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Grist List: Look what we found.


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Map shows what a U.S. Fukushima could have looked like

With the one-year anniversary of the Fukushima reactor crisis approaching, the Natural Resources Defense Council has put together a mapping tool that lets you envision what could have happened if one of the 104 U.S. reactors had suffered a similar accident. The take-home message: If you live on the East Coast, you're practically guaranteed to be in some power plant's 50-mile contamination zone.

Read more: Nuclear

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Critical List: Solar storm to hit today; the U.S. is a net exporter of petroleum products

Solar storm a-comin'! Batten down the planet! Seriously, it's today and it's supposed to be the strongest in six years, which is confusing because the one two months ago was supposed to be the strongest in seven years and how does THAT work? Anyway, it could "disrupt power grids, satellites, oil pipelines, and high-accuracy GPS systems."

Barack Obama announced $1 billion in government support for alternative vehicles yesterday.

Here's the official James Hansen "I’m just a reticent midwestern scientist" TED talk (sponsored by Goldman Sachs?). He explains why he decided to get arrested in front of the White House.

The Senate is going to vote on approving Keystone XL and on delaying EPA air pollution regulations for industrial boilers.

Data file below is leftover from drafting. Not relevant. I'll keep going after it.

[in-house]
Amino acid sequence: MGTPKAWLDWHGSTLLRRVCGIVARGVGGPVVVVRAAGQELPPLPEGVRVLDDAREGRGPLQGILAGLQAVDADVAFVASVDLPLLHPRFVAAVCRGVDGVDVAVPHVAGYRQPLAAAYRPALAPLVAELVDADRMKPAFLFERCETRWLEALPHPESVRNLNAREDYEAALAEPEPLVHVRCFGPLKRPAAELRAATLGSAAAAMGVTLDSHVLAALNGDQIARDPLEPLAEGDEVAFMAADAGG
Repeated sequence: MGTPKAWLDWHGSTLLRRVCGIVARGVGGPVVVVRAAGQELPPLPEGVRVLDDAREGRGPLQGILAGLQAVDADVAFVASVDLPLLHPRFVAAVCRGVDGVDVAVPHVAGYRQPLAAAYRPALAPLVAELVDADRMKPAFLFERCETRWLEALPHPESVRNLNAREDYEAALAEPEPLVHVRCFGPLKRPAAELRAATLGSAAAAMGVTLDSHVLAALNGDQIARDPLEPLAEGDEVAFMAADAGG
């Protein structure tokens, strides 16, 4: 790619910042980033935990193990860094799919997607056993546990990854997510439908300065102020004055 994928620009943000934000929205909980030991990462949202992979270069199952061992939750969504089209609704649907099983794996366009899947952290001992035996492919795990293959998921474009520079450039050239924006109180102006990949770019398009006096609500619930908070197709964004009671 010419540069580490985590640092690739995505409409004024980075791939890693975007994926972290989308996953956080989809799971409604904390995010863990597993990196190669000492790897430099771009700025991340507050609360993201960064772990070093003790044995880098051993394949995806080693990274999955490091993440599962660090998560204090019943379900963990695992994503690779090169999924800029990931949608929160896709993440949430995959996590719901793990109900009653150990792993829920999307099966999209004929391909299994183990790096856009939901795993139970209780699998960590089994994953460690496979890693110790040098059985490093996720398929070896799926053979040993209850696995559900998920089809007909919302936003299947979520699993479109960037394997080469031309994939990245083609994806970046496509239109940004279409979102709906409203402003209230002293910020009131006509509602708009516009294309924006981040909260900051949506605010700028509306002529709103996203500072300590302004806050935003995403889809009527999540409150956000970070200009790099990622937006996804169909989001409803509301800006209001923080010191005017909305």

Read more: Uncategorized

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Entire nation of Kiribati has to move to avoid rising seas

The Pacific island nation of Kiribati is moving up in the world -- but not in the good way. The small country is looking to relocate to higher ground in order to escape rising seas brought on by climate change.

Some of Kiribati’s 32 coral atolls have already started to disappear beneath the waves. President Anote Tong and his countrymen fear that continued sea level rise will wipe their civilization out entirely unless they relocate to Fiji lickety-split. Tong is reportedly in discussions with Fiji’s military government to buy 5,000 acres of land on the country’s second largest island, Vanua Levu.

"This is the last resort, there's no way out of this one," Mr Tong said. "Our people will have to move as the tides have reached our homes and villages."

Depending on when Kiribati makes its big move, the country could be the world’s first modern climate-induced migration.

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New Melbourne restaurant runs on your pee

Melbourne’s Greenhouse restaurant wants your patronage. But more importantly, it wants your pee.

That’s right -- this pop-up restaurant, which is open from March 2 through the 21st in honor of the Melbourne Food and Wine Festival, wants you to get all up in its custom-made toilets. The green eatery is collecting human urine and using it to fertilize soybean and canola crops. The restaurant, which is designed by Joost Bakker who is clearly a maniac, then uses unrefined canola oil to generate electricity for all of its operations.

Urine may seem an unorthodox energy source, but it is actually a great source of fertilizer when diluted. According to Bakker, “Urine is incredible for nitrogen, it’s so valuable -- you only need the urine of 25 people to provide fertilizer for a hectare of crop.”

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Japanese zoo tries to make endangered alligators have sex

Photo by michael baltic.

There are only 150 or so Chinese alligators left in the wild, which means that if they had any sense of mortality, these critters would be breeding like crazy.

But apparently they don't have the "survival of the fittest" will to reproduce, or maybe they just have a headache. So one Japanese zoo tried to set the mood by beating taiko drums, "because of its similarity to the animals' natural pre-coital cry," reports Agence-France Presse.